New Or­leans

Let's Travel - - CONTENTS - By Gary Dick­son

New Or­leans… the Paris of the South! Food, mu­sic, his­tory, cul­ture – you’ll find all of these things in New Or­leans in spades. The fact that San­dra Bul­lock has re­cently moved here should be enough to make any red blooded male want to move to New Or­leans… let alone just visit.

I hap­pened to ar­rive (co­in­ci­den­tally) on the very last day of the French Quar­ter Fes­ti­val. Not to be con­fused with New Or­leans’ an­nual Mardi Gras this fes­ti­val is con­fined to the French Quar­ter.

Af­ter I had dropped my bags off at my ho­tel, thanks to the trans­fer from New Or­leans sta­tion by Li­mou­sine Liv­ery (an ex­ec­u­tive limo com­pany), I headed to where it all hap­pens in New Or­leans… or so I had been told.

All the things you have prob­a­bly heard about Bour­bon Street are prob­a­bly true… bars, sou­venir shops, restaurants, bars, sou­venir shops, restaurants (you get the pic­ture). I found a good stretch of Bour­bon Street blocked off by any num­ber of street bands play­ing mu­sic on the street and in the bars. What a kick-back way to spend a lazy Sun­day af­ter­noon.

Ev­ery door­way I walked past had a dif­fer­ent sound, a dif­fer­ent vibe and a dif­fer­ent smell com­ing out of it. It was an at­tack on the senses, an as­sault from left, right and cen­tre field all at the same time. The best way is to just walk in, sit at the bar and watch the world go by.

As with many ma­jor cities around the world the best way to ori­en­tate yourself is to do a city tour. Gray Line has their main de­par­ture point on Toulouse Street (next to where the river­boats de­part from on the Mis­sis­sippi River). A half day tour with the in­for­ma­tive guides should be enough for you to get your bear­ings and walk. It is New Or­leans and it is flat.

Why not make a whole day of it and catch an­other of Gray Line’s tours to Oak Al­ley Plan­ta­tion (around an hour’s drive away). Movie buffs will re­call it as one of the lo­ca­tions for the 1993 film, star­ring Tom Cruise and Brad Pitt… In­ter­view with a Vam­pire as well as the more re­cently re­leased Mid­night Bayou (2008).

The grandeur and seren­ity of this ma­jes­tic man­sion will have you click­ing your cam­era again and again as each cor­ner throws an­other “per­fect” hol­i­day snap op­por­tu­nity your way. To see how life “in the old South” used to be – for people from both sides of the fence - is hum­bling and in­spir­ing all at the same time.

My ac­com­mo­da­tion back in New Or­leans had me stay­ing in the French Quar­ter which, for me any­way, was a must. A place close to the ac­tion, the trans­porta­tion and the touristy things to do as well!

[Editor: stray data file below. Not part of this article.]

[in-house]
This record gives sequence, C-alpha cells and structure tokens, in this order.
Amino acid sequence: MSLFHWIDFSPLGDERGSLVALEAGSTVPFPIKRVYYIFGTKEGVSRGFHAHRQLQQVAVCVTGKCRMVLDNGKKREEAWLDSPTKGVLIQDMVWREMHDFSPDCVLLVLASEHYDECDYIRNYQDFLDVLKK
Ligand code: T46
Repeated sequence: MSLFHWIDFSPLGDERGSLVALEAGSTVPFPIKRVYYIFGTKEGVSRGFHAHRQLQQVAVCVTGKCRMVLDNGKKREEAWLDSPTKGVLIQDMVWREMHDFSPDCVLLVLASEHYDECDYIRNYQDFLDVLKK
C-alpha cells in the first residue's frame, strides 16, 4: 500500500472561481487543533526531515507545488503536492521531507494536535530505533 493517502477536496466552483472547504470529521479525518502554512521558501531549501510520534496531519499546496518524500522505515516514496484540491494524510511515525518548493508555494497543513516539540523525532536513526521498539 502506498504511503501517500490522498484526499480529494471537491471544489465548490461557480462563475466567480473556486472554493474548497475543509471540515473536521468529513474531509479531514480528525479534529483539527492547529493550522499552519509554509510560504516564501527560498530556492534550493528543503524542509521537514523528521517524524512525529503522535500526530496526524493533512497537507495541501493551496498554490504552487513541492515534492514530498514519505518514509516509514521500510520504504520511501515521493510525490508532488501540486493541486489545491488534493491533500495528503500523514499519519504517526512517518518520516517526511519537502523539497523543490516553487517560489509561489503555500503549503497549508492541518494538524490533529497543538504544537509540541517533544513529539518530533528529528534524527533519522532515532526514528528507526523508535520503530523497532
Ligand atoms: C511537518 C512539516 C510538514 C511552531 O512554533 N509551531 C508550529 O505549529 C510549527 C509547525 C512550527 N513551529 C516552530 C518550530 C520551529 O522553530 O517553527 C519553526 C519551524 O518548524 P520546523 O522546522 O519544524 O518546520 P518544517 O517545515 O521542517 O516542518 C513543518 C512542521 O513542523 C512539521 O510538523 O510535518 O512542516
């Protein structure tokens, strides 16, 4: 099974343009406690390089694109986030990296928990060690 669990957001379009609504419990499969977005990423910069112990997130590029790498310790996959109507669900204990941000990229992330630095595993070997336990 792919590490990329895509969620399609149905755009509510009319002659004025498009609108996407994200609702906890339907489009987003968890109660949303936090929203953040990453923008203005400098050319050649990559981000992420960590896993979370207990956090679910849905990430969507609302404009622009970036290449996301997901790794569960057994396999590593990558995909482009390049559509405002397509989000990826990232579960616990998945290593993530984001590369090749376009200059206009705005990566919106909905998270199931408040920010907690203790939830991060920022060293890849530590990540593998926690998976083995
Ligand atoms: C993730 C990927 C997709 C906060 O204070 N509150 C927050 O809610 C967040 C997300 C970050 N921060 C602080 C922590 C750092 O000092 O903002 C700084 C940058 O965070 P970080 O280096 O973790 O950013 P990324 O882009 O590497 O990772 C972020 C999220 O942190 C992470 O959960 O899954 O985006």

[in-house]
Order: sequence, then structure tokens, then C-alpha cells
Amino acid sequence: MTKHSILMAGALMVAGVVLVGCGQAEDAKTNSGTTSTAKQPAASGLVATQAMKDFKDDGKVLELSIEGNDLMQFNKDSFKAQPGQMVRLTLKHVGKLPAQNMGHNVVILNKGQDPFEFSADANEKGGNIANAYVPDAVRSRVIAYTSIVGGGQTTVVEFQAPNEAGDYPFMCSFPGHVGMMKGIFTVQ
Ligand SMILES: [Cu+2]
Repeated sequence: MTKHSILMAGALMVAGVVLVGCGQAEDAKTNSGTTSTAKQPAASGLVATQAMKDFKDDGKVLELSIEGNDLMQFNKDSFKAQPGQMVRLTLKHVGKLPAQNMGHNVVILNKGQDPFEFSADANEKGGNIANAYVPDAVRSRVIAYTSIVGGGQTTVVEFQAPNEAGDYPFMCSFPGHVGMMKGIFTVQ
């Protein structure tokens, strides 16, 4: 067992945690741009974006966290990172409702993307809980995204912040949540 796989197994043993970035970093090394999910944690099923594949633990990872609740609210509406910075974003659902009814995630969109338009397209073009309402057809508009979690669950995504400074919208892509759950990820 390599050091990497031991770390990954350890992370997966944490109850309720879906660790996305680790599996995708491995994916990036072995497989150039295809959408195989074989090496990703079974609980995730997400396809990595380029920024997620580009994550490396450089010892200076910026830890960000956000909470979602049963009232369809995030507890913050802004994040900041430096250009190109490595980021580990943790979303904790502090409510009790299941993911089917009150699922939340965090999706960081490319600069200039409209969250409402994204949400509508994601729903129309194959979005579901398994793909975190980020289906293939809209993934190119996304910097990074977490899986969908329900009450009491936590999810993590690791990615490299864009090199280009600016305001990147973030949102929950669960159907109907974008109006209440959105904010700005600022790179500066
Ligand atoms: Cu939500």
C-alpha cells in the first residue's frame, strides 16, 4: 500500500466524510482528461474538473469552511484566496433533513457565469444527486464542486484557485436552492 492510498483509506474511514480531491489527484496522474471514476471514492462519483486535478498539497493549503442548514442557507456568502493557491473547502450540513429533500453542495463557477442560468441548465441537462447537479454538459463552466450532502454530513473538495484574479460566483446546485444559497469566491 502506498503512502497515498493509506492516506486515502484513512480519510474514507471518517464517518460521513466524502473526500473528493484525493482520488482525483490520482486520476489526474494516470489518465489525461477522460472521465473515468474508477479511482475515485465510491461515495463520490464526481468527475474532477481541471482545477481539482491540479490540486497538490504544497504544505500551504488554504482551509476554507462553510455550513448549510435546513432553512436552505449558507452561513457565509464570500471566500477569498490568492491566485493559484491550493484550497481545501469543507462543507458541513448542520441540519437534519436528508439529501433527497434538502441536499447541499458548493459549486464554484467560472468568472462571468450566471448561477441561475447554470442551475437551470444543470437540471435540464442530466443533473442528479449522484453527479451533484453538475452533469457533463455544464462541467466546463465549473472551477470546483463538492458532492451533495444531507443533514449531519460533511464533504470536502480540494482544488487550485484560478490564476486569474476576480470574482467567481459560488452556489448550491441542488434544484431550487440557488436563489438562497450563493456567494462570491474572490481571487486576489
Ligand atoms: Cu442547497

Mai­son Dupuy is a quaint lit­tle bou­tique style ho­tel only 2 blocks from Bour­bon Street. And, when I say ‘block’, I mean nor­mal blocks… not your aver­age half mile long Amer­i­can block. The property re­tains the am­biance of chic French, thus align­ing it­self to the area of New Or­leans it is in. Their cor­ner bar is the per­fect place to wash away the dust and dirt of an­other good days ex­plor­ing.

Food, food, food! Where do I start? With its di­verse in­flu­ences over the cen­turies New Or­leans re­ally is the prover­bial melt­ing pot for any­thing culi­nary. Two of the best places I found were within walk­ing dis­tance from my ho­tel… Palm Court Jazz Café and Ar­naud’s. Both high qual­ity, with su­perb ser­vice, and en­ter­tain­ment to knock your socks off. I can see why people fall in love with New Or­leans.

New Or­leans… it’s part of the US but at the same time it isn’t. It has all the hall­marks of the US but with a French twist and Cre­ole swing. Tourism is huge here and ac­counts for over 40% of the lo­cal econ­omy. Sure, it’s taken a while to get its feet back on the ground af­ter 2005 but back on its feet it most cer­tainly is.

Do what I did… walk the streets, sit in a lo­cal bar, chat to the lo­cals and lis­ten to their sto­ries. You’ll find yourself en­grossed in what they have to say.

I only spent a cou­ple of days here un­for­tu­nately but, at the risk of sound­ing cliché, like so many end­ings to any num­ber of travel ar­ti­cles… I will be go­ing back, of that there is no doubt.

Oak Al­ley

Bour­bon Street

Ar­naud’s Restau­rant

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